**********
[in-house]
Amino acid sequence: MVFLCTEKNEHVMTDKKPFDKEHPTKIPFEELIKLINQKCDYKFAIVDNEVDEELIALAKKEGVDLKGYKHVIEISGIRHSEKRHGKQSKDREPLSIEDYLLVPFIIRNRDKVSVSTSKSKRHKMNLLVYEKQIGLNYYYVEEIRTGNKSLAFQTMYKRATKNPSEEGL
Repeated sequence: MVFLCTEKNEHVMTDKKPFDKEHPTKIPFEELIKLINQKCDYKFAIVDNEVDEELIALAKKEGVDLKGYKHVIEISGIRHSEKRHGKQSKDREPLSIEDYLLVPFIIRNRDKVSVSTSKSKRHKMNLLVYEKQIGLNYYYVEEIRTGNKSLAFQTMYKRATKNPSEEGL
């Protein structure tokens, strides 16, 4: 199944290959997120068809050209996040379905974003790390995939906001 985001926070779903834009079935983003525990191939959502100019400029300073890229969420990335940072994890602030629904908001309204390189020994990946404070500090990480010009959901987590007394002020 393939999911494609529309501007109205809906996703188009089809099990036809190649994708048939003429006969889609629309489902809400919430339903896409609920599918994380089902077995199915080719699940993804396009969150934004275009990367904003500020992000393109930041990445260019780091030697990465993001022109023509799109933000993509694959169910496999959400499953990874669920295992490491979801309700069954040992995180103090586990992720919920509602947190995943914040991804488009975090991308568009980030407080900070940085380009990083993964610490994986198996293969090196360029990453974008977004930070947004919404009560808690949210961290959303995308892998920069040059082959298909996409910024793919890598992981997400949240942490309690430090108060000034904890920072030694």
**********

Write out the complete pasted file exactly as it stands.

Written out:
[in-house]
Amino acid sequence: MVFLCTEKNEHVMTDKKPFDKEHPTKIPFEELIKLINQKCDYKFAIVDNEVDEELIALAKKEGVDLKGYKHVIEISGIRHSEKRHGKQSKDREPLSIEDYLLVPFIIRNRDKVSVSTSKSKRHKMNLLVYEKQIGLNYYYVEEIRTGNKSLAFQTMYKRATKNPSEEGL
Repeated sequence: MVFLCTEKNEHVMTDKKPFDKEHPTKIPFEELIKLINQKCDYKFAIVDNEVDEELIALAKKEGVDLKGYKHVIEISGIRHSEKRHGKQSKDREPLSIEDYLLVPFIIRNRDKVSVSTSKSKRHKMNLLVYEKQIGLNYYYVEEIRTGNKSLAFQTMYKRATKNPSEEGL
């Protein structure tokens, strides 16, 4: 199944290959997120068809050209996040379905974003790390995939906001 985001926070779903834009079935983003525990191939959502100019400029300073890229969420990335940072994890602030629904908001309204390189020994990946404070500090990480010009959901987590007394002020 393939999911494609529309501007109205809906996703188009089809099990036809190649994708048939003429006969889609629309489902809400919430339903896409609920599918994380089902077995199915080719699940993804396009969150934004275009990367904003500020992000393109930041990445260019780091030697990465993001022109023509799109933000993509694959169910496999959400499953990874669920295992490491979801309700069954040992995180103090586990992720919920509602947190995943914040991804488009975090991308568009980030407080900070940085380009990083993964610490994986198996293969090196360029990453974008977004930070947004919404009560808690949210961290959303995308892998920069040059082959298909996409910024793919890598992981997400949240942490309690430090108060000034904890920072030694």